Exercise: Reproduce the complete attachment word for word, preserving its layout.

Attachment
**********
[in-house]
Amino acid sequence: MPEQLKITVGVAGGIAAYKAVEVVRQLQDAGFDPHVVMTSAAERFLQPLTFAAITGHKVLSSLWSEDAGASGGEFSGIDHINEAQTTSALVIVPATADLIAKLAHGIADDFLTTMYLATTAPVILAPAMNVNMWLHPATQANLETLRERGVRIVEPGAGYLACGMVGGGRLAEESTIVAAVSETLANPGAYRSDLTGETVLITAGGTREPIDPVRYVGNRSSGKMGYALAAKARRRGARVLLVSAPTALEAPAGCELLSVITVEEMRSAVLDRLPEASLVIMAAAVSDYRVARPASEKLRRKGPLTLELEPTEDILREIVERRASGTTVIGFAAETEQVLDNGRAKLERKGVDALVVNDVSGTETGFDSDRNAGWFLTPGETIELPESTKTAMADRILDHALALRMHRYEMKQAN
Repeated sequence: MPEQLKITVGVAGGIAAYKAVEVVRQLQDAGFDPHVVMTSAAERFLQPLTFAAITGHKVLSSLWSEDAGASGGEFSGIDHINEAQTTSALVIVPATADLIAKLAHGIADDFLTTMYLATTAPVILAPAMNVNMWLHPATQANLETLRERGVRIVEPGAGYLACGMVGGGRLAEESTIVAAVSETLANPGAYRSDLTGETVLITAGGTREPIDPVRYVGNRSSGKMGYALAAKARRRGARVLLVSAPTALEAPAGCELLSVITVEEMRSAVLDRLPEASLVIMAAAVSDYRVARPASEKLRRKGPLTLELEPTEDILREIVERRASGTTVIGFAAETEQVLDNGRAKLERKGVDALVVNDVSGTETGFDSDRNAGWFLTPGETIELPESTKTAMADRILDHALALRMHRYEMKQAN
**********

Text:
[in-house]
Amino acid sequence: MPEQLKITVGVAGGIAAYKAVEVVRQLQDAGFDPHVVMTSAAERFLQPLTFAAITGHKVLSSLWSEDAGASGGEFSGIDHINEAQTTSALVIVPATADLIAKLAHGIADDFLTTMYLATTAPVILAPAMNVNMWLHPATQANLETLRERGVRIVEPGAGYLACGMVGGGRLAEESTIVAAVSETLANPGAYRSDLTGETVLITAGGTREPIDPVRYVGNRSSGKMGYALAAKARRRGARVLLVSAPTALEAPAGCELLSVITVEEMRSAVLDRLPEASLVIMAAAVSDYRVARPASEKLRRKGPLTLELEPTEDILREIVERRASGTTVIGFAAETEQVLDNGRAKLERKGVDALVVNDVSGTETGFDSDRNAGWFLTPGETIELPESTKTAMADRILDHALALRMHRYEMKQAN
Repeated sequence: MPEQLKITVGVAGGIAAYKAVEVVRQLQDAGFDPHVVMTSAAERFLQPLTFAAITGHKVLSSLWSEDAGASGGEFSGIDHINEAQTTSALVIVPATADLIAKLAHGIADDFLTTMYLATTAPVILAPAMNVNMWLHPATQANLETLRERGVRIVEPGAGYLACGMVGGGRLAEESTIVAAVSETLANPGAYRSDLTGETVLITAGGTREPIDPVRYVGNRSSGKMGYALAAKARRRGARVLLVSAPTALEAPAGCELLSVITVEEMRSAVLDRLPEASLVIMAAAVSDYRVARPASEKLRRKGPLTLELEPTEDILREIVERRASGTTVIGFAAETEQVLDNGRAKLERKGVDALVVNDVSGTETGFDSDRNAGWFLTPGETIELPESTKTAMADRILDHALALRMHRYEMKQAN